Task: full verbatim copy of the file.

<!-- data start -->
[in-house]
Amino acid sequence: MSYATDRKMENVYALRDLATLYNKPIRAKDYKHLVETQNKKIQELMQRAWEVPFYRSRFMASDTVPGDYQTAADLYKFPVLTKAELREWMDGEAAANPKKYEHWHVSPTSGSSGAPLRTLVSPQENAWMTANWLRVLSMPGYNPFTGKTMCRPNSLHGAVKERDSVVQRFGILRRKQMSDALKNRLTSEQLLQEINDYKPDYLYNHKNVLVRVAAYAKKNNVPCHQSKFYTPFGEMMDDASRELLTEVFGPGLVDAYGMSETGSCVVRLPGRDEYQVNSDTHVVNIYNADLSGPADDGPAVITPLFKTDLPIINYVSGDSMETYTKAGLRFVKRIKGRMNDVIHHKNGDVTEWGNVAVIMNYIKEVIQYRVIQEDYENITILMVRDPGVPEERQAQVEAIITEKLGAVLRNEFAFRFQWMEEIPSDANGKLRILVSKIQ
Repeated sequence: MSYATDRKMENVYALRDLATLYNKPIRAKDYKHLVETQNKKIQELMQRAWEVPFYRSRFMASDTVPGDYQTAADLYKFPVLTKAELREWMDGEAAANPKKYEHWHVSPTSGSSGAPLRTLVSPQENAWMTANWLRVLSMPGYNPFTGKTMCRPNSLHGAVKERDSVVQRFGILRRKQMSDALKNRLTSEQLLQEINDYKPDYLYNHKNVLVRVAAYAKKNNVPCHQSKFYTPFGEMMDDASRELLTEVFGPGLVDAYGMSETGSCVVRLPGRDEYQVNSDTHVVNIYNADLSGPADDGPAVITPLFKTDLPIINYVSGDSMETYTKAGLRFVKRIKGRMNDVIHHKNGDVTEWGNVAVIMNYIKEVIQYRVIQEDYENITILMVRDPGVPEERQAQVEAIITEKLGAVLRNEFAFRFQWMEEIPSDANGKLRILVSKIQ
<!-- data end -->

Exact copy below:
[in-house]
Amino acid sequence: MSYATDRKMENVYALRDLATLYNKPIRAKDYKHLVETQNKKIQELMQRAWEVPFYRSRFMASDTVPGDYQTAADLYKFPVLTKAELREWMDGEAAANPKKYEHWHVSPTSGSSGAPLRTLVSPQENAWMTANWLRVLSMPGYNPFTGKTMCRPNSLHGAVKERDSVVQRFGILRRKQMSDALKNRLTSEQLLQEINDYKPDYLYNHKNVLVRVAAYAKKNNVPCHQSKFYTPFGEMMDDASRELLTEVFGPGLVDAYGMSETGSCVVRLPGRDEYQVNSDTHVVNIYNADLSGPADDGPAVITPLFKTDLPIINYVSGDSMETYTKAGLRFVKRIKGRMNDVIHHKNGDVTEWGNVAVIMNYIKEVIQYRVIQEDYENITILMVRDPGVPEERQAQVEAIITEKLGAVLRNEFAFRFQWMEEIPSDANGKLRILVSKIQ
Repeated sequence: MSYATDRKMENVYALRDLATLYNKPIRAKDYKHLVETQNKKIQELMQRAWEVPFYRSRFMASDTVPGDYQTAADLYKFPVLTKAELREWMDGEAAANPKKYEHWHVSPTSGSSGAPLRTLVSPQENAWMTANWLRVLSMPGYNPFTGKTMCRPNSLHGAVKERDSVVQRFGILRRKQMSDALKNRLTSEQLLQEINDYKPDYLYNHKNVLVRVAAYAKKNNVPCHQSKFYTPFGEMMDDASRELLTEVFGPGLVDAYGMSETGSCVVRLPGRDEYQVNSDTHVVNIYNADLSGPADDGPAVITPLFKTDLPIINYVSGDSMETYTKAGLRFVKRIKGRMNDVIHHKNGDVTEWGNVAVIMNYIKEVIQYRVIQEDYENITILMVRDPGVPEERQAQVEAIITEKLGAVLRNEFAFRFQWMEEIPSDANGKLRILVSKIQ